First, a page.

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[whitespace] Fall Guy: Jeffrey Lent delivers a first novel in the mold of William Faulkner but with a much deeper sense of the sound and fury of African American experience in the segregated South.

Lifting the Veil

Jeffrey Lent's 'In the Fall' outpaces even Faulkner in its examination of race relations

By J. Douglas Allen-Taylor

MISSISSIPPIAN William Faulkner is celebrated as one of the greatest American novelists, not for the least part because his novels so often dealt with the greatest of American dilemmas: race and racism. In A Light in August, for example, he expertly displays the destructive and self-destructive nature of racial prejudice through the story of Joe Christmas, a white-appearing man who (almost certainly mistakenly) is led to believe that his father was black.

Faulkner had only one blind spot on race, in fact: He didn't understand black people. Born in 1897 at the height of segregationist terrorism and anti-black violence, he died in 1962 at a time when lunch counters and public transportation and school campuses were still divided on the basis of race.

African American characters abound in Faulkner's novels, and they live, but only dimly, in blackface, from the other side of a segregated veil that the author was never able to penetrate. And so these brilliant books (The Sound and the Fury, Absalom, Absalom!, Intruder in the Dust, etc.) are all flawed, incomplete, a one-sided look at a two-sided mirror.

One can only wonder what insights into our national character this talented man might have given us if he'd been born in another time, living in today's world, where the African American community is not some hidden fortress in the forest where white writers are unable to go.

Wonder no more.

Vermont novelist Jeffrey Lent's debut work, In the Fall, is as close to a Faulknerian novel as we're going to get, as rich and beautifully dense as the original, but without the Mississippian's sociological hangups. Lent, a white writer, is able to see the racial divide from both sides of the chasm, as well as from down its passionate middle. This is no first-time novel, or at least it doesn't act like one. This is brilliant. Absolutely brilliant.

In the Fall is rooted in the great national "secret" that sex between African American women and white men was a common occurrence in the supposedly segregated South (I put "secret" in quotes because this was never a secret to African Americans; it is only white folks who seem to be shocked that Thomas Jefferson lay down with Sally Hemmings).

LENT'S BOOK BEGINS in war-blasted Virginia, when a wounded white Union soldier, Norman Pelham, is saved by an African American woman, Leah, who is fleeing from a terrible incident in her North Carolina home. She confesses to having killed a white man--her half-brother by her slavemaster father--when he tried to rape her.

Norman and Leah marry and return to Norman's Vermont home. While the novel follows their family through two more generations, into the Depression, it never strays far from its dark Carolina beginnings, driving first Leah and then their grandson back to discover the truth of their roots.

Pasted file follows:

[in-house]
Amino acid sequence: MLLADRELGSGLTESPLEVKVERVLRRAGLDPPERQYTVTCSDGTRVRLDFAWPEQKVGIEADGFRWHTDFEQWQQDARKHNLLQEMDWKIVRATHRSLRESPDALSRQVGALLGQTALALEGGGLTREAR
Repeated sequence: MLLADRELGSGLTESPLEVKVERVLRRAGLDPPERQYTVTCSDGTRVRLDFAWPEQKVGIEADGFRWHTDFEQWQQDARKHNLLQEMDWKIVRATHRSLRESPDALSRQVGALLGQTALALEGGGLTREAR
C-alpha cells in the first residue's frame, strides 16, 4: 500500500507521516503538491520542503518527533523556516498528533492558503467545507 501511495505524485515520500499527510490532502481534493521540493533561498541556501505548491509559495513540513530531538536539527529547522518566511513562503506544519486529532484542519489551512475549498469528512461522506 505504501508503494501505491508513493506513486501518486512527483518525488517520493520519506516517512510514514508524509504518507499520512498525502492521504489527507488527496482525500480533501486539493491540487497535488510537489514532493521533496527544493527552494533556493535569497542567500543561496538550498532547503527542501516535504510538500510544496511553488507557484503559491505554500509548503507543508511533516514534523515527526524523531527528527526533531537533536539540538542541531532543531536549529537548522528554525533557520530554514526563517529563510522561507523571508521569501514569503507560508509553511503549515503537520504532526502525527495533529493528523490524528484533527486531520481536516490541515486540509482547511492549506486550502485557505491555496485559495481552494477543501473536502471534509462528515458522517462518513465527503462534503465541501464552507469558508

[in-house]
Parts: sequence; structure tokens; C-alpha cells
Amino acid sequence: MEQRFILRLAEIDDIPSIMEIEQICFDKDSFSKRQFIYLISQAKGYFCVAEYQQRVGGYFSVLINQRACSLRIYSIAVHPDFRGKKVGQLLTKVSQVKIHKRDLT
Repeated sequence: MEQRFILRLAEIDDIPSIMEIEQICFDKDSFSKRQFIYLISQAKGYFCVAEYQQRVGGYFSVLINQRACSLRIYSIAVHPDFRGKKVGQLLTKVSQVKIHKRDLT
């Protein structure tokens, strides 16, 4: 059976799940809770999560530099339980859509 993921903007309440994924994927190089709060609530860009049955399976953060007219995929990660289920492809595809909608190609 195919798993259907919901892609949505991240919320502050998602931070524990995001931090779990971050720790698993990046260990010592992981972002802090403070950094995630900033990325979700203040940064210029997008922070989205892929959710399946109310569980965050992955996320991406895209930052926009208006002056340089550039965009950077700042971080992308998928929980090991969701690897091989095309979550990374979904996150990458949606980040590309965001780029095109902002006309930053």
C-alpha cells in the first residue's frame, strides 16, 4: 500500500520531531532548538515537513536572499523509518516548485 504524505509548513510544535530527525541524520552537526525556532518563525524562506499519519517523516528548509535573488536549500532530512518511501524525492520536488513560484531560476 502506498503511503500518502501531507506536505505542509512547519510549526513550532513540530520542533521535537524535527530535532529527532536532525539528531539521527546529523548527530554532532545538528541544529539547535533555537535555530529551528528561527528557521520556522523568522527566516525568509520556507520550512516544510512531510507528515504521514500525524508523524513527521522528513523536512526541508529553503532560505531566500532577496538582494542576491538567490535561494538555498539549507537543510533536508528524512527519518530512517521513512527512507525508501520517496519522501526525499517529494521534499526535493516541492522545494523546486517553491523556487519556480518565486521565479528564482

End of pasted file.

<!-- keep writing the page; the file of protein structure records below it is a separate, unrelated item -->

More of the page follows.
Generational novels are always the trickiest to handle. Generally, the initial characters are the most interesting, and when they die off, the novel sags on the backs of its grandchildren. But Lent pulls the form off masterfully, giving each generation its own story while drawing the secret of Leah's past through the story like a street trickster pulling a paper dollar on a string.

This is a novel that is a masterpiece on all fronts: character, setting, plot, tone--you pick it. The historical detail is astonishing, as Lent gives all of the intricacies of life as the country slips from its horse-and-buggy agrarian past to its motorized urban present. And like Faulkner's, Lent's words are always pure poetry:

    And still not speaking as they lay apart on the bed gathering their wind back and each benumbed and someway still joined and already each alone, the afternoon light through the windows where the sun fell over the floor, the room hot and still enough to hear the settle of the other's limbs against the mangled sheets. They lay a time like that, on their backs, just not touching, neither willing nor wanting to speak, and then he stood off the bed and she followed him and they went back through the house and she gathered up towels spread over the backs of kitchen chairs to dry from days before and they went one beside the other along the path they'd made through the thick boles of the widely spaced evergreens, across the sheep meadow and over the fence, down along the river to the bend where they always came. She sat up on the ledge of rock and watched him swim and then came in after him so they both came out of the river at the same time, hair slicked back and bodies tingling and for just a moment shining with heat and water like spun honey before the air began to dry them and even then they were still silent but lay back on the towels spread on the boulder.

Lent's publisher is hyping In the Fall as "an extraordinary first novel which bears no resemblance to a first novel," and an "experience [of] honesty in literature to the fullest." This is one time you can believe the hype.

In the Fall by Jeffrey Lent; Atlantic Monthly Press; 542 pages; $25 cloth.

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From the April 26-May 3, 2000 issue of Metro Santa Cruz.

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